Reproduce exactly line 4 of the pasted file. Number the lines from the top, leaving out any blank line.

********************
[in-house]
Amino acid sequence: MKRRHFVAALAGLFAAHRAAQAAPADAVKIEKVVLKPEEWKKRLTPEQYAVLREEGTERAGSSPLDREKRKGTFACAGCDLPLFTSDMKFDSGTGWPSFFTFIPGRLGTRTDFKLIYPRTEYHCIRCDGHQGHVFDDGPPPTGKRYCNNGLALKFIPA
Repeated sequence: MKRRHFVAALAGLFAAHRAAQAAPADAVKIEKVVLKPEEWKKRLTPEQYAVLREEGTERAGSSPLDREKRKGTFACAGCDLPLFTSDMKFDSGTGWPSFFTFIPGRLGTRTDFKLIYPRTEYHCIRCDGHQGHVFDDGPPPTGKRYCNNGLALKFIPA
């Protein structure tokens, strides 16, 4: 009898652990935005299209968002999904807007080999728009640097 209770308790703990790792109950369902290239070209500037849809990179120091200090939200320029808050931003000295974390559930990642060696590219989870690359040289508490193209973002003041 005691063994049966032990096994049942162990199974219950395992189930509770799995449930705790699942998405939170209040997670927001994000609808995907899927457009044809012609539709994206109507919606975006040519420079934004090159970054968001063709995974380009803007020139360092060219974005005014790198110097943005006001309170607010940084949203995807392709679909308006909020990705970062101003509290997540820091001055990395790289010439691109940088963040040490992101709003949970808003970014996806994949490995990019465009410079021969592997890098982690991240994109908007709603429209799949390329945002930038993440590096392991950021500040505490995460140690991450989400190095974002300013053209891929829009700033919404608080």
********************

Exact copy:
């Protein structure tokens, strides 16, 4: 009898652990935005299209968002999904807007080999728009640097 209770308790703990790792109950369902290239070209500037849809990179120091200090939200320029808050931003000295974390559930990642060696590219989870690359040289508490193209973002003041 005691063994049966032990096994049942162990199974219950395992189930509770799995449930705790699942998405939170209040997670927001994000609808995907899927457009044809012609539709994206109507919606975006040519420079934004090159970054968001063709995974380009803007020139360092060219974005005014790198110097943005006001309170607010940084949203995807392709679909308006909020990705970062101003509290997540820091001055990395790289010439691109940088963040040490992101709003949970808003970014996806994949490995990019465009410079021969592997890098982690991240994109908007709603429209799949390329945002930038993440590096392991950021500040505490995460140690991450989400190095974002300013053209891929829009700033919404608080």